First City Council said yes.
Three weeks later it said no.
Now Mayor Tom Henry is hoping the third time really will be the charm for his efforts to install signs directing visitors and others to some of Fort Wayne's top attractions.
But there's a key difference this time around: Some of those attractions are willing to pay some of the $168,900 bill.
Council, which last Oct. 1 voted 6-3 in favor of what was then a $200,000 project, rejected the proposal later that month after John Crawford, R-at large, and John Shoaff, D-at large, changed their minds – in part because of cost concerns.
"Council had a number of concerns, and we took them to heart, said Pam Holocher, deputy director of community development. City officials contacted counterparts in eight other communities to investigate how they handle "wayfinding" signs, and those conversations shaped the current proposal, Holocher said.
In response to some council members' suggestions, the proposal to be considered Tuesday states that 14 organizations have pledged a total of $22,100 to help underwrite the cost. Those contributions would come from the Memorial Coliseum ($1,900), Parkview Field ($1,400), Indiana Tech ($1,400), SportONE Parkview Icehouse ($1,100), Science Central ($1,700), Grand Wayne Center ($1,500), Children's Zoo ($2,000), Ivy Tech ($2,500), Spiece Fieldhouse ($1,100), Jefferson Pointe ($1,500), Glenbrook Square ($1,600), IPFW ($1,900), University of Saint Francis ($1,400) and SportONE Parkview Fieldhouse ($1,100).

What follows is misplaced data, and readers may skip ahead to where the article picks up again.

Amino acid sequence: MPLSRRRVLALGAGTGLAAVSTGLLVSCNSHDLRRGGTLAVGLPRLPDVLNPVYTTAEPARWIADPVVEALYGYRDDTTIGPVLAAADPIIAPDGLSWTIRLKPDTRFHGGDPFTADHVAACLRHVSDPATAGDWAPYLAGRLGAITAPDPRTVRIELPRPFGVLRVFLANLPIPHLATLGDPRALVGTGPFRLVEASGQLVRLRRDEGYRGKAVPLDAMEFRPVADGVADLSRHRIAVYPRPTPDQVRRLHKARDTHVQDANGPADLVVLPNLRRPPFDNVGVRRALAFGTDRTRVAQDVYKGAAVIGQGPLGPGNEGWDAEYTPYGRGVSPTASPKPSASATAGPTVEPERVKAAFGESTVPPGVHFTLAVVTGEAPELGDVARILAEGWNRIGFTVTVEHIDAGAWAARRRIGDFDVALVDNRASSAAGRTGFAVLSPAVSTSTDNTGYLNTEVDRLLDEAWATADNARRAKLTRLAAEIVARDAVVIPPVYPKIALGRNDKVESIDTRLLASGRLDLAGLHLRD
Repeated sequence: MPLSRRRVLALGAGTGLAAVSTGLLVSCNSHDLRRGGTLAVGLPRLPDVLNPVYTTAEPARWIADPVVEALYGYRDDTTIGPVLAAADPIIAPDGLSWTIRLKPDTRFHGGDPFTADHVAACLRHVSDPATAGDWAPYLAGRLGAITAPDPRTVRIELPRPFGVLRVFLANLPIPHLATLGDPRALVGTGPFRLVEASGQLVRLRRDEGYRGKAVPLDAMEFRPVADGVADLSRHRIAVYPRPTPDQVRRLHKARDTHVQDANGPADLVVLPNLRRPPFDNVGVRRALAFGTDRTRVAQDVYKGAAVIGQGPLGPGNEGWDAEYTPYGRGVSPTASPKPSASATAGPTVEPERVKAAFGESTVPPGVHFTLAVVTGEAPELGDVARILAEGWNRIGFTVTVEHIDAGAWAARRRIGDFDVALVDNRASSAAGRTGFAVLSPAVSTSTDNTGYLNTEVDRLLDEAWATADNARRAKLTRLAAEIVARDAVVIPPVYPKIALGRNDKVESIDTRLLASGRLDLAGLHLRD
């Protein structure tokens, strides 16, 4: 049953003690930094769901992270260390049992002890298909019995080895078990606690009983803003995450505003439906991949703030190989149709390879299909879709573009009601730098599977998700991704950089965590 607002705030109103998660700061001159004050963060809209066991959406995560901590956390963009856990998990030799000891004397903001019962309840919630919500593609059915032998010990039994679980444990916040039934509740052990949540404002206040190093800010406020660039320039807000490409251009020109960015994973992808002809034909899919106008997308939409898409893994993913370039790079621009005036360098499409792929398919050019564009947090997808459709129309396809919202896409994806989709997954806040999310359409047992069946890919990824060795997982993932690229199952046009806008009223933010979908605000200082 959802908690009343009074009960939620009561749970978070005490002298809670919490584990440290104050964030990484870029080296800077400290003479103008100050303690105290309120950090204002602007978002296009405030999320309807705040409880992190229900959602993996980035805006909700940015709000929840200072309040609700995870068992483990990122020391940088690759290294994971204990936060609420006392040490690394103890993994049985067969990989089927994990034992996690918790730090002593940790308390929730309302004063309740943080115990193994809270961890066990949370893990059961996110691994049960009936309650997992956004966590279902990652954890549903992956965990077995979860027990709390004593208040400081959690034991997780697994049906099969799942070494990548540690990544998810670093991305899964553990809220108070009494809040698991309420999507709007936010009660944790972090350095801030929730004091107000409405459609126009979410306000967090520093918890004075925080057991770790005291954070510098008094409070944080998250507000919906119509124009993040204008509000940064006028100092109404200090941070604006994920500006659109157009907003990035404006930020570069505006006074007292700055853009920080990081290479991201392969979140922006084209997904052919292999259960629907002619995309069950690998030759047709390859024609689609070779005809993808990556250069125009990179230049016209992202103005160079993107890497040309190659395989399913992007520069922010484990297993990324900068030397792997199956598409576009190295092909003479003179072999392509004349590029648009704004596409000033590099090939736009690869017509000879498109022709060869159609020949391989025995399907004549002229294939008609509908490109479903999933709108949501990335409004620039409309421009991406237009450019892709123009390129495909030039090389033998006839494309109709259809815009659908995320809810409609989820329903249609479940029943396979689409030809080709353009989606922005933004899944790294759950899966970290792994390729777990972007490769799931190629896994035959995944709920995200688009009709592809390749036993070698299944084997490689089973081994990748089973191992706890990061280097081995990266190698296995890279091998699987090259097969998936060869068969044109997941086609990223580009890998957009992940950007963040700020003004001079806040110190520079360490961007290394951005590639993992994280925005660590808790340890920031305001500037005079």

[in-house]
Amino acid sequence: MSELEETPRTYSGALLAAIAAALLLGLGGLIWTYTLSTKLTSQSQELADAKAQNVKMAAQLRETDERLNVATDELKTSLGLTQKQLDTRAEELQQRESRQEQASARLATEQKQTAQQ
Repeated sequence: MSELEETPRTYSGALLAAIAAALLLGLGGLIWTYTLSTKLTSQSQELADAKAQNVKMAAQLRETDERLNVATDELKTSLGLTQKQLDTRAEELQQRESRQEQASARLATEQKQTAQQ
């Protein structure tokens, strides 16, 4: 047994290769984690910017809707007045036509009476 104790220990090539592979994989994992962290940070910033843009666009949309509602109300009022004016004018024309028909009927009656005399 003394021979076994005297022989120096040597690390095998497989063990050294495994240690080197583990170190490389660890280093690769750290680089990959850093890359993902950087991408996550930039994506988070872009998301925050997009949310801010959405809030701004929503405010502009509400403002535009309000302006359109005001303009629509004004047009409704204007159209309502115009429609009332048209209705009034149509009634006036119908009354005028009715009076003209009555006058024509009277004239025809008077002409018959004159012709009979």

According to the proposal, the city requested $1,000 from organizations to be identified by one sign and $100 for each additional sign.
The average per-sign price would be $3,700, with Burkhart Sign Systems installing 57 signs.
In October, Visit Fort Wayne President and CEO Dan O'Connell urged council members to approve placement of the signs, saying they are “critical to helping visitors. It also conveys our city is welcoming and that we appreciate their business.
Every year visitors spend more than $500 million in Fort Wayne. They deserve a better sign system,” he said at the time.
Originally, the entire project was to be paid for through the city's $70 million Legacy Fund, created through the sale of the city's former electric utility. But in light of council's earlier reservations, Holocher said, the city's Redevelopment Commission has pledged $40,000 for the project.
But City Councilman Tom Smith, R-1st, said use of Legacy funds could still spark a lively discussion at the council table Tuesday. Six of nine council members must approve the use of Legacy funds.
If council agrees, work could start this month, Holocher aid.